Musher Jessica Holmes races the Can-Am Crown 250 on Saturday, March 5, 2016. Credit: Micky Bedell

FORT KENT — With temperatures for Saturday expected to hover in the mid 30s Fahrenheit, this year’s 26th Annual Can-Am Crown International Sled Dog Races will be a pleasant reversal from last year when temperatures at the start were well below zero. But, while the relatively warm weather will be welcomed by the hundreds of spectators expected to fill downtown Saturday morning, the higher temperatures could be less than ideal for the dogs who will be pulling the sleds and mushers along the race course.

Bred to work hard in cold weather, the dogs will need special attention from their mushers.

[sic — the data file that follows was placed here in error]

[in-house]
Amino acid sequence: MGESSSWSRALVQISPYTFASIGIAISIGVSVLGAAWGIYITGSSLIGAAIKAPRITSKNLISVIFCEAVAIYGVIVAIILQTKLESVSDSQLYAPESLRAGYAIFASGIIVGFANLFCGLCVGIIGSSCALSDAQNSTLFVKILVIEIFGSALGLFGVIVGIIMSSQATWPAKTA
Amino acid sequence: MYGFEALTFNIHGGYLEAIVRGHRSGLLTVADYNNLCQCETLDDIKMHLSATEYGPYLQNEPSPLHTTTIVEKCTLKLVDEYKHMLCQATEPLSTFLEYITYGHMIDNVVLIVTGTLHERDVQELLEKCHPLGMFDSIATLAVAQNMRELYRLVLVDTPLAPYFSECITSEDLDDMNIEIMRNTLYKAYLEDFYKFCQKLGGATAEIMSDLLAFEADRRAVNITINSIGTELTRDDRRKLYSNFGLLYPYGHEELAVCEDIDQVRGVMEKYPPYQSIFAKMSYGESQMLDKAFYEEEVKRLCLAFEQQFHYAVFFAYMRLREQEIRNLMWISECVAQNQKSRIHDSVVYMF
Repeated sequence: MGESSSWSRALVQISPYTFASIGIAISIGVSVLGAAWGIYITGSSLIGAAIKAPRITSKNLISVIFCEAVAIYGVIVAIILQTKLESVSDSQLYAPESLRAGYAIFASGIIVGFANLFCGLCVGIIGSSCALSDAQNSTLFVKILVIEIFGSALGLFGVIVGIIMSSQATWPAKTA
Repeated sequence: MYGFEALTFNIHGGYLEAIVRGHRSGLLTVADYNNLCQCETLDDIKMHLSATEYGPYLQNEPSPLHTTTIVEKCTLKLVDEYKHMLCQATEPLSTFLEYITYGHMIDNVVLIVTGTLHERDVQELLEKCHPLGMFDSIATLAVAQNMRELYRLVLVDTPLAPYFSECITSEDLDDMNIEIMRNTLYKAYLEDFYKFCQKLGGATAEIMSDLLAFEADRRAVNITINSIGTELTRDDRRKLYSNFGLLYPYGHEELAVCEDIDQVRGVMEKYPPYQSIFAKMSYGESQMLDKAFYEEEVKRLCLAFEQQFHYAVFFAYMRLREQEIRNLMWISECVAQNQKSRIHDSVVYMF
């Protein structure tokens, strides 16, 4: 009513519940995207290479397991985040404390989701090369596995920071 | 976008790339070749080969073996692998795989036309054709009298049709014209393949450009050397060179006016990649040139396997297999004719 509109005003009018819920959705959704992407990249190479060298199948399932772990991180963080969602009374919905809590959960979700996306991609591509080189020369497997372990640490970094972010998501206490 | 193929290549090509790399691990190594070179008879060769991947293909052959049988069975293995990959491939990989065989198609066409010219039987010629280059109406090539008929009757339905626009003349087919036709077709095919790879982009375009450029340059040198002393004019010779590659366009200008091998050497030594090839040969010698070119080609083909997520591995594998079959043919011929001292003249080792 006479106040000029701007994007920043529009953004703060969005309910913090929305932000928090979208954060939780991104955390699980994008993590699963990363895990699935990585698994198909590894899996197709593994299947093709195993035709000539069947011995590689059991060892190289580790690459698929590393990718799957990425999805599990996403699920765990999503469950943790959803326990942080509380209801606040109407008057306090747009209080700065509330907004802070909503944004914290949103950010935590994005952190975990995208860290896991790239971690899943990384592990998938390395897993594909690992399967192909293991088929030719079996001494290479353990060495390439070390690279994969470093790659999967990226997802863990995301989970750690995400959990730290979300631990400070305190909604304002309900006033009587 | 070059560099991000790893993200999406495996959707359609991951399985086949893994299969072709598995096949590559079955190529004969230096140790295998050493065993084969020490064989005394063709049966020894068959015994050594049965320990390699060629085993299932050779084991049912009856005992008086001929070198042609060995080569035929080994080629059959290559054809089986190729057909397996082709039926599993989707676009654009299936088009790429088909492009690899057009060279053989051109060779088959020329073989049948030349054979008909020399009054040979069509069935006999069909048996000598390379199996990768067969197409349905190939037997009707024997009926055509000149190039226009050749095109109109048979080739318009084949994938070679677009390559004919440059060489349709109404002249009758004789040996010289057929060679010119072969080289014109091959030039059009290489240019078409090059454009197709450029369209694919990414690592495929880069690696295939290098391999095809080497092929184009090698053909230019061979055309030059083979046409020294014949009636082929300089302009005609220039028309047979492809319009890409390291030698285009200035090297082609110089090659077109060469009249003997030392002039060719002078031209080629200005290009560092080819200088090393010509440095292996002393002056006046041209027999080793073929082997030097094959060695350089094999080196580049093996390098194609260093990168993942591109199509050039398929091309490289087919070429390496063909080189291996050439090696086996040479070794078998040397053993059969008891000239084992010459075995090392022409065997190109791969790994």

St. David musher Amy Dionne, who has been competing in various Can-Am races for the past several years, said the turnaround in temperatures has her making sure her animals have the proper hydration and electrolytes to keep them healthy on the trail.

Dionne, who will once again be taking part in the Can-Am 250-mile race, said Monday the weather has not, however, impacted the quality of the trails near her home.

“They are icy and fast,” said Dionne. “And, we have a good base.”

Can-Am president Denis Cyr of Fort Kent agreed on Monday that the trails this year are in great shape.

“Other than moose knocking down our signs,” he added, with a chuckle. “A moose sees a sign and they have to knock it down.”

The ample snow that fell in northern Maine this winter has led to good trail conditions, although the amount does have a drawback, Cyr commented.